JIMMY UPCHURCH, Addressing the Raleigh City Council, September 1, 2015, PM Session (Excerpt) –
If I could draw your attention to this area map…. Let me point out a couple of things:
The gentleman [Attorney Ben Kuhn] spoke to the northern end of Lorimer, and this potential “sidewalk going to nowhere.” This map is designed to show you the existing sidewalk network in the neighborhood. The purple boxes that you see along that northern section of the road are…indicative of previous petitions we’ve had for improvements on those streets. So the dirt street, Onslow Road, has been petitioned three times to have street improvements put in there.
So, even though it does remain dirt today—those petitions, unfortunately, were unsuccessful…. But just to give you an idea that there is a want by some of the residents on the northern end, it would not connect to any sidewalk today, but we have had a previous sidewalk petition for Garland Street. It, too, was not a successful petition…but there is interest in future improvements in that area. And if we completed Lorimer, that would just set up more of the network to get a continuous sidewalk throughout the neighborhood.
To address the setback issue of the proposed sidewalk: staff recommended the full UDO (Unified Development Ordinance) standard for this street…with a couple of tweaks:
With the UDO standard this is classified as a Neighborhood Yield Street, which requires a 27” back-to-back street with 6’ sidewalk and 6’ setback on both sides of the street, to be installed within a 55’ right-of-way (ROW).
So when we looked at this neighborhood to see what feasible [sic] we could propose here… the ROW is dedicated at 60’ in width, which exceeds the required ROW for the UDO section.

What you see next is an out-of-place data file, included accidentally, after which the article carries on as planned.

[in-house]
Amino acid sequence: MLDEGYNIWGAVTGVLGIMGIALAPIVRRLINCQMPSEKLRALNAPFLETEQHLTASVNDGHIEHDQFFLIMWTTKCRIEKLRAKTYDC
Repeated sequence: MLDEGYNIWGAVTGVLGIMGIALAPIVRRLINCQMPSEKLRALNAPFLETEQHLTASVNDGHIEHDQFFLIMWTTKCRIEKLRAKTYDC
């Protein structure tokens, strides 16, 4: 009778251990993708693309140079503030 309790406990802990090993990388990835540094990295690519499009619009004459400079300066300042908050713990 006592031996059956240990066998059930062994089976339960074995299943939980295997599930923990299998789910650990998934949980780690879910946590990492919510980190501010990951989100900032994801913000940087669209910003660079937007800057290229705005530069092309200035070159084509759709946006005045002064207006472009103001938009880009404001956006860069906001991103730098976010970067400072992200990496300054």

The houses—the majority of the houses—along the corridor sit pretty far back from the edge of the ROW. So when we looked at the neighborhood, there are … that are a little closer, but the majority of them are more back. So we looked at it in terms of the existing ROW.
Now, the right of way would support the sidewalk on the east side, but that was omitted, mainly for cost….
So picking the side of the street we recommended for the sidewalk was based on a lot of things. We looked at topography, power poles that may have to be moved, utility relocations. We looked at all of that. And the determination by the engineers was that—if we were putting it on one side, the west side would be the most supportive of putting that sidewalk there.
The gentleman [Woodlinks resident Justis Peters] who requested we carry it on to his property…
If ever there was a neighborhood that would support the UDO section in a retrofit-type situation, this is one that could support that. So we recommended the UDO 6 & 6 on that street, with the variance request to omit the sidewalk from the east side.